Version used in our project, by the way, will be 11.1.1.
Or: FND_USER table and blocking locks.. I don’t mean recover as in backup, by the way.
Some disclaimers: This scenario happened in an 11.5.10 system, and seems to have been a general problem not specific to our site, but as I haven’t been able to research it further, I don’t know if it could happen elsewhere as well. And even if I couldn’t think of a way around it, some of you might :) Furthermore, the following shouldn’t be a problem for those using the new User Management (UMX) HTML interface to manage EBS users, instead of the older, Forms based “Administer Users” interface. (UMX became available as a patch to 11.5.10, if I remember correctly).
Since the only resolution to this I (and Oracle support) know of, is to shutdown abort the running production EBS database, which is rather grave, I’m hereby noting down our preventive work-around, which banished this issue from our site.
The issue (which happened twice in a couple of weeks):
During normal operation in a non-peak period, typically in the late morning, the Oracle E-Business Suite system would suddenly not accept any more logins. Over the course of perhaps 15 minutes after this, existing users started having trouble accessing different HTML/JSP pages, and after that, the whole system effectively froze up.
The first time this happened, there was no time for troubleshooting, except to discover that there were lots of sessions waiting to get a lock for the FND_USER table, so we had to shut down the services and abort the database. After a call to Oracle support revealed that they did not know of any other way around our situation.
The second time, I was a little more prepared, and though I couldn’t react in time to kill the blocking sessions fast enough the resolve the situation, I did have time to detect a pattern (I’ll get to this in a second).
So the issue in a little more detail, was that – as is normal – each new user session wanted to get hold of their entry in the FND_USER table, to update the TIMESTAMP field. And the already existing sessions also expect to be able to do this once in a while. This was not possible, since one session sat with a blocking lock for it’s own entry. I found this strange, and at least expected to be able to resolve everything by contacting the user to confirm I could kill the session, and by this letting the waiting sessions go on with their business.
But every time the blocker was killed, the next session waiting in line, took over and did not release the lock. And since every user who experienced some kind of hang situation in their session, restarted their browsers and tried to log back in, the waiting line grew much more quickly than it was possible to kill off sessions.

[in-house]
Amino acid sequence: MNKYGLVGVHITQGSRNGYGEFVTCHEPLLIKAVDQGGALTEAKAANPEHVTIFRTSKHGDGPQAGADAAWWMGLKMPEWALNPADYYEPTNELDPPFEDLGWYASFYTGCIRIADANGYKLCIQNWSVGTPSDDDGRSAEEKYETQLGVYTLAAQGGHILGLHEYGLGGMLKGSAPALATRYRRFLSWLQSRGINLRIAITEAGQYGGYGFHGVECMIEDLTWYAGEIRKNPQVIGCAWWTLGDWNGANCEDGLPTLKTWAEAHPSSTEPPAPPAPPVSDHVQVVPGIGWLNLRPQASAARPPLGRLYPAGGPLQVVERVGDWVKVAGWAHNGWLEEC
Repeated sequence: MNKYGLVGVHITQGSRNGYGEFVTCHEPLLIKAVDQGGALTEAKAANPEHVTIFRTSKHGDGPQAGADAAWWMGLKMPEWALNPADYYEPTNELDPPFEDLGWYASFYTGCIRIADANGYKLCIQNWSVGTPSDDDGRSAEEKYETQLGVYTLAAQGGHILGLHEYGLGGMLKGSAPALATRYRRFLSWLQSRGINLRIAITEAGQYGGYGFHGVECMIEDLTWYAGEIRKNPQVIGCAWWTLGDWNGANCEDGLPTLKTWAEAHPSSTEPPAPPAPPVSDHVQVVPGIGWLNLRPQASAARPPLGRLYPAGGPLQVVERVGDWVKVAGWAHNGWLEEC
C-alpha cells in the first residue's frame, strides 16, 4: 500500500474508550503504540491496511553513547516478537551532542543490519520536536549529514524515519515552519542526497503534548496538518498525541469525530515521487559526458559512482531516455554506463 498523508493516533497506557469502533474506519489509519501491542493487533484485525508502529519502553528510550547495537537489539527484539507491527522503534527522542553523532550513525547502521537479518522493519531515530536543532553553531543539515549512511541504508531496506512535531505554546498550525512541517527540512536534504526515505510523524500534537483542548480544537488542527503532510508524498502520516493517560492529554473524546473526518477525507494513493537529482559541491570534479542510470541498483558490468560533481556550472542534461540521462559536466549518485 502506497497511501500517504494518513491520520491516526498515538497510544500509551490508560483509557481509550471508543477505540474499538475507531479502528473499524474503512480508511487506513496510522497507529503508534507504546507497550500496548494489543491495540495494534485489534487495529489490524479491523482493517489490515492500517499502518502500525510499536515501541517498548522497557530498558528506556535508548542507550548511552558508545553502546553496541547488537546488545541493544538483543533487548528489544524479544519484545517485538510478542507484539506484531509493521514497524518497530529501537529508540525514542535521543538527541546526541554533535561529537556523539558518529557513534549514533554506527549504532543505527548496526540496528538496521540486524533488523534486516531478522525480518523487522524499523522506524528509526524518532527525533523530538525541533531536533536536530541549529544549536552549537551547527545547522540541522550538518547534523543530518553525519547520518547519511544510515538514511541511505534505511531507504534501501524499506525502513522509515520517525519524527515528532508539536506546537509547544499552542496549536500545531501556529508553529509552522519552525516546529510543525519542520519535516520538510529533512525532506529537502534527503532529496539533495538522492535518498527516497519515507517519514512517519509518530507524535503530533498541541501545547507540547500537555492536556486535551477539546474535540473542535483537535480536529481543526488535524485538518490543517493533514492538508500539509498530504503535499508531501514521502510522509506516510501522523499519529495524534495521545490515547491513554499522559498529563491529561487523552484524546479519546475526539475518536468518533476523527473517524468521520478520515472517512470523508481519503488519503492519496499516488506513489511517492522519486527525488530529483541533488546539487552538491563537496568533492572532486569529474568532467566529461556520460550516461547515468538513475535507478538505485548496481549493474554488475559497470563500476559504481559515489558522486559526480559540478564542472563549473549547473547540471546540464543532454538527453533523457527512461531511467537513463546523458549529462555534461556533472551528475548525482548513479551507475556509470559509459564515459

Since there was just a limited amount of time available to experiment with this, I still have no clear understanding of this behaviour. (I had to resort to bouncing/aborting the system at this occasion as well, since that can be done fairly quickly, albeit with the possible necessity of some cleanup work afterwards.)
But the pattern was simply that someone with System Administrator rights had opened the FND_USER entry (in a Form, the correct way) for the SYSADMIN user, for changing its list of Responsibilities. And they had left the Form window open long enough for another user to try the same thing, which was all that’s needed. So if you have a test EBS system you’re not afraid to crash; this could be a useful exercise: Open the SYSADMIN user, change for example an end-date of one of the Responsibilities (back and forth), leave it open, and have another user with Rights attempt to change some other aspect of the SYSADMIN user. If the second session hangs, waiting for the first, have some other users try to log in and out normally, possibly starting up Forms. If you see the above described behaviour, well, then you know it needs to be prevented.
It’s simple enough to avoid, of course. The only policy necessary at our site, instated after the second instance of this issue, was: “Every change to EBS user properties must immediately be followed by closing the form in question”.
As I said, simple enough, and probably very obvious to most EBS sites. But users don’t necessarily think that way, figuring instead that the System is all-powerful and can protect itself against stuff like this. By the way, for those who are wondering, we did also take this opportunity to put in place similar policies for other forms than just the user management. Anyway, the issue never arose again.
I had a very irritating problem on one of my OEL 5 virtual machines, actually on my main Oracle 11g database test server, which is the last stop before production.